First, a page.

Arizona is home to two (and sometimes three) postseason college bowl games. The Insight Bowl, which is played in late December in Sun Devil Stadium on the ASU campus, pits teams from the powerful Big Ten and Big 12 Conferences. The Tostitos Fiesta Bowl, played in University of Phoenix Stadium in Glendale, has an amazing, if relatively brief, history. Despite being in only its fourth decade of existence – quite young, by bowl-game standards – the Fiesta Bowl has parlayed a stunning setting, outstanding Arizona hospitality, and top-notch match-ups to elevate itself to the pinnacle of the bowl-game hierarchy. In addition to its annual post-New Year’s game featuring top teams from around the country and producing some of the most exciting and unforgettable contests in bowl-game history, it also hosts, on a rotating basis (along with the Rose, Orange, and Sugar Bowls), the BCS Championship game every fourth year.
The state also features a couple minor-league enterprises with loyal followings. The Arizona Sundogs of the Central Hockey League pack ’em in at Tim’s Toyota Center in Prescott Valley, about an hour’s drive north of Phoenix. And just about the time the dust has settled from the Major League Baseball season, the Arizona Fall League – a showcase for top draft picks – kicks off and runs through Thanksgiving, with games played throughout metropolitan Phoenix.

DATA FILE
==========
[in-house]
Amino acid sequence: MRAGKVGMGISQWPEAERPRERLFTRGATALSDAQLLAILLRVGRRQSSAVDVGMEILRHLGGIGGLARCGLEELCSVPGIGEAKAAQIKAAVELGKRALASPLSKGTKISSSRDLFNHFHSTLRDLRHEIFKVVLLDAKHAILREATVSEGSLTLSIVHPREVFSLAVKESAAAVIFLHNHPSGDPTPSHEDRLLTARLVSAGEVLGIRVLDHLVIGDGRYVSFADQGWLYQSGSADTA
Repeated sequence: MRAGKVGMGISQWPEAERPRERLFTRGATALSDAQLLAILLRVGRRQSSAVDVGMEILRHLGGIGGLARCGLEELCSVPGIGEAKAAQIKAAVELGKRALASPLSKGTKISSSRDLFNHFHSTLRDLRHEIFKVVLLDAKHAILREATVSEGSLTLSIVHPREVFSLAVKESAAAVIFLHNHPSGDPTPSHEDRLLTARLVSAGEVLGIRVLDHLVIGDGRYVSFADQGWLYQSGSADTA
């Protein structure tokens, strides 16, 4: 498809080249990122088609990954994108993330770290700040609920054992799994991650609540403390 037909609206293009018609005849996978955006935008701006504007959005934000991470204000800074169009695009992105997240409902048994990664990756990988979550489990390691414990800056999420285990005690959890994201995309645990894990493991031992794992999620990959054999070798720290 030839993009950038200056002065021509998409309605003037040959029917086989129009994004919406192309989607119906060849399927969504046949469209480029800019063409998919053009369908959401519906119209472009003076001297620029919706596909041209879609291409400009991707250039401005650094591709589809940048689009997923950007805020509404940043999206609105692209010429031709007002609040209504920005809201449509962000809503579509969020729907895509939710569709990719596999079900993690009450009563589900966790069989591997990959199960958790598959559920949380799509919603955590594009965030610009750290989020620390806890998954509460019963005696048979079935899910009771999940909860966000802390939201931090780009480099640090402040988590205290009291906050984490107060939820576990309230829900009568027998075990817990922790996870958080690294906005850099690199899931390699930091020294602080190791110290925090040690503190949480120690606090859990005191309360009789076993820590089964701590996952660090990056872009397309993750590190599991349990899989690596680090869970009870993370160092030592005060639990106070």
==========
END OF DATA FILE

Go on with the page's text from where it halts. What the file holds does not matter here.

Because of Arizona’s mild desert winters and high-country summers, many sporting events are seasonal. This allows, for example, a horse-racing fan to catch live races at Turf Paradise in Phoenix from October through the end of April and then a full slate of racing at Yavapai Downs in Prescott Valley from late May through early September.
Sports with speed
Arizonans love their auto racing. NASCAR roars through Phoenix twice each year, with the Subway Fresh Fit 500 in mid-spring and the penultimate event in the NASCAR calendar in early November. Both events are held at Phoenix International Raceway.
But auto racing isn’t limited to the Phoenix area. Rubber is burned all over the state – from the one-third-mile, semi-banked clay oval at Mohave Valley Raceway, just south of Bullhead City, to Tucson Raceway Park, to the three-eights-mile dirt track at Prescott Valley Raceway and on to the quarter-mile dirt oval at Thunder Raceway in Show Low in the White Mountains.
After a tour of the state, you can always return to Firebird International Raceway on the southern edge of metropolitan Phoenix, with its 1.6-mile asphalt road course with 14 turns, as well as tracks for the National Hot Rod Association nationals, the All Harley Drags motorcycle races, monster trucks and off-road racing. And if that’s not enough, Firebird also features drag-boat racing in early November.
That should be plenty to keep just about any sports fan happy throughout the year in Arizona – unless, of course, one is a cricket fan. Oh wait…there’s the Arizona Cricket Association, with matches in Tucson and Phoenix from October through March. Game on!